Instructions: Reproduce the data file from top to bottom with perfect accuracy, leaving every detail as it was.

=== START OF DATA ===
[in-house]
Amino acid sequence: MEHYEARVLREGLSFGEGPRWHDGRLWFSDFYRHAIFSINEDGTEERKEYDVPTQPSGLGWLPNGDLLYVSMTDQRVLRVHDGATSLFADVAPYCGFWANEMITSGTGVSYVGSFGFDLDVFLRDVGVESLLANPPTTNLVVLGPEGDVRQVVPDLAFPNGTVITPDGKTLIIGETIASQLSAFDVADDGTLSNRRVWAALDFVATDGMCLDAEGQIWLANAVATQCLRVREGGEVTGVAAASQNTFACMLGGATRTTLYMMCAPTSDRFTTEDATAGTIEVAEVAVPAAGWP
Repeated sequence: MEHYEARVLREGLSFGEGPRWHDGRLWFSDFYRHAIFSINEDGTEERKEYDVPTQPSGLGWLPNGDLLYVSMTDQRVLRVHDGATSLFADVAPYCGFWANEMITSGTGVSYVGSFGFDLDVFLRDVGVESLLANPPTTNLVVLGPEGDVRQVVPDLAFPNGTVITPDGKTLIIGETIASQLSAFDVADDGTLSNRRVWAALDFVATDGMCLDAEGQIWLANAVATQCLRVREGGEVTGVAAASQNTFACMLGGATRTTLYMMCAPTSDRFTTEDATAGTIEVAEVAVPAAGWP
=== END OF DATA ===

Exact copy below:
[in-house]
Amino acid sequence: MEHYEARVLREGLSFGEGPRWHDGRLWFSDFYRHAIFSINEDGTEERKEYDVPTQPSGLGWLPNGDLLYVSMTDQRVLRVHDGATSLFADVAPYCGFWANEMITSGTGVSYVGSFGFDLDVFLRDVGVESLLANPPTTNLVVLGPEGDVRQVVPDLAFPNGTVITPDGKTLIIGETIASQLSAFDVADDGTLSNRRVWAALDFVATDGMCLDAEGQIWLANAVATQCLRVREGGEVTGVAAASQNTFACMLGGATRTTLYMMCAPTSDRFTTEDATAGTIEVAEVAVPAAGWP
Repeated sequence: MEHYEARVLREGLSFGEGPRWHDGRLWFSDFYRHAIFSINEDGTEERKEYDVPTQPSGLGWLPNGDLLYVSMTDQRVLRVHDGATSLFADVAPYCGFWANEMITSGTGVSYVGSFGFDLDVFLRDVGVESLLANPPTTNLVVLGPEGDVRQVVPDLAFPNGTVITPDGKTLIIGETIASQLSAFDVADDGTLSNRRVWAALDFVATDGMCLDAEGQIWLANAVATQCLRVREGGEVTGVAAASQNTFACMLGGATRTTLYMMCAPTSDRFTTEDATAGTIEVAEVAVPAAGWP